Listen to the interview here


This interview has been edited and condensed.


SR: We are so excited to have with us three leaders from the Dream Defenders: Kierten Nivol, Zaina Alsous, and Danni Adams. The Dream Defenders, if you don't know, is a multi-racial group of young people organizing to build power in communities across Florida to advance a new vision. That vision is outlined in the Freedom Papers. We'll get to that in a minute. First, I want to get started by asking just what has brought you each to this fight for abolition.

ZA: Peace, y'all. Thank you so much for having me. I feel really grateful to be in struggle with everyone here and be in community with all of you. So, I am the daughter of Palestinian immigrants, Muslim immigrants. I did see many people in my community attacked and under surveillance and dealing with a lot of issues around policing. And then, as I got older, living in Durham, a historically Black city in North Carolina, seeing the level of brutality and persecution that Black community members, particularly underpaid workers in the community, experienced, really politicized me. And the last experience that felt really essential, in terms of what informs how I show up to this work, was working alongside fast food workers who were organizing for $15 an hour and a union. So the Fight for $15 Campaign. And to see some of our most inspiring and courageous worker leaders be harassed and targeted by police really underscored to me how our fights, even if we're saying it's around police, are certainly all linked. And so, really, when I'm talking about abolition or defunding the police, it's always thinking about our broader struggle and what it would require for us to live in a society where workers have what they need to thrive. That's really what informs my entrance into the struggle.

SR: Thank, Zaina. How about you, Danni?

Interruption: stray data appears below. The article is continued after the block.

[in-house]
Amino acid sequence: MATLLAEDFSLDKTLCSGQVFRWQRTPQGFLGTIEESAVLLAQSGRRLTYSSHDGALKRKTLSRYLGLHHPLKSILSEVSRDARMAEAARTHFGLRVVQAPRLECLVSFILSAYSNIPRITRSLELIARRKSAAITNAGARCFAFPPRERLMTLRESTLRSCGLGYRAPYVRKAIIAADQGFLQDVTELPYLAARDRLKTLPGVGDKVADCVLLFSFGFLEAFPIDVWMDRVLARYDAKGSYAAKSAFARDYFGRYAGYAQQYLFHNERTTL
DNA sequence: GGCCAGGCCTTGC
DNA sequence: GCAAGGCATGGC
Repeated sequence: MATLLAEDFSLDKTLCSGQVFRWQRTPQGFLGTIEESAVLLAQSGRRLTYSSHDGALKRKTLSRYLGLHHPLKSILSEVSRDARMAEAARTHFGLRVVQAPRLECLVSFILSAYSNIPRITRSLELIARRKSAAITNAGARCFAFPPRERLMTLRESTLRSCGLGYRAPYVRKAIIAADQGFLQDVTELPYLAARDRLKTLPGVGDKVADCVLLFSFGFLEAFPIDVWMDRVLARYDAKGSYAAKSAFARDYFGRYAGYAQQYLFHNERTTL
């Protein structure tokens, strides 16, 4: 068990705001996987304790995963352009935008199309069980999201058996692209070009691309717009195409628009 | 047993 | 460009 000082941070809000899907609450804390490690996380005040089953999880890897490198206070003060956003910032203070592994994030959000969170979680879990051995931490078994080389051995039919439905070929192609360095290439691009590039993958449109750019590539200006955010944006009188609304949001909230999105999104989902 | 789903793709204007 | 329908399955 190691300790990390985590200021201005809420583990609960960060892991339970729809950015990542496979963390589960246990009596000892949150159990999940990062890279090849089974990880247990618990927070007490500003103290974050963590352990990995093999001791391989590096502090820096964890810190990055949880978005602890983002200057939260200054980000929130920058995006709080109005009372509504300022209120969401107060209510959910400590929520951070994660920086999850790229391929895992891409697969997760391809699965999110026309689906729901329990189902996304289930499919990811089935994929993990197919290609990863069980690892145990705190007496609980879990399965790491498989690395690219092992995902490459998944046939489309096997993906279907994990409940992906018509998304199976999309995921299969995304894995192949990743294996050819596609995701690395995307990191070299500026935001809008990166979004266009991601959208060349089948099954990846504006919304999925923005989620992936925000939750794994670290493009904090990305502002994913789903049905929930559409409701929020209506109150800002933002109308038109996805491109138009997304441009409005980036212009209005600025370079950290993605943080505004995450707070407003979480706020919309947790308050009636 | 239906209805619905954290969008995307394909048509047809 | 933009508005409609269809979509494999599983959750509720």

DA: I've been in Dream Defenders for a very long time. I started with Dream Defenders back when I was attending Florida State University. My first ever action was Kendrick Johnson in Valdosta, Georgia, the young boy who was found wrapped up in a mat. And his family never, even to this day — here we are seven, eight years later — his family has not seen justice. I think it’s situations like that, that remind me of why this work is so important because I see my little cousins in Kendrick Johnson. 

I was born in Sanford, Florida, and currently live in Sanford, Florida. A lot of my generation and other folks became politicized by Trayvon Martin, who was murdered here in Sanford. A 17-year-old kid. I just remember watching the news a lot and being like, wow, you know, these are the folks we are told to believe in to protect us and they’re helping cover up a murder and corruption. And just seeing how that never worked for my family, seeing how they were in and out of the system and not given opportunities, such as jobs. I live in Sanford, where a lot of people are poor and don't have access to resources, and I think abolition for me just means that people are going to be able to live thriving lives if we defund the police who have not protected us since the beginning. We will have access to healthcare, clinics, transportation. I used to work in child welfare, and I just saw so many young people being funneled into the criminal justice system, yet the foster care agencies are underfunded. I care a lot about young people. If it wasn't for my Boys and Girls Club, I don't know where I would be. I really believe in community programs and just can't wait to see the day that we actually give the money back to the people.

SR: Thanks, Danni. That was powerful. How about you Kierten?

KN: I joined Dream Defenders about two years ago, I was a high school student. I joined around the March for Our Lives movement. I felt like my voice wasn't being heard through March for Our Lives, as I was part of the campaign. Stillman Douglas is not that far from where I grew up and live because I'm from Pompano Beach, Florida. And I just felt like these were issues that my community was facing for ages and no one ever cared to ask us or give us a platform or get these issues fixed when it came to gun violence. And some of the demands that were being brought up, such as every school being required to have a resource officer, a cop or sheriff. And me thinking about it, like, a sheriff? We already have one and now you guys want to add more — and the sheriff does not make me feel safe on campus, especially once our governor added the law of having rifle guns. The first day that I walked into campus, I'm like, I don't feel safe around this. I've seen police go in my neighborhood to drive my neighbors out. My neighbors being in and out for things that they have no control over because we live in a lower-income community. I guess my life was just always politicized so I had no other option but to join the movement. I found out about Dream Defenders, and they reached out to me. I did not join as an abolitionist, but as I read more into it, I'm like, wow, these issues are connected, this issue connects to my life.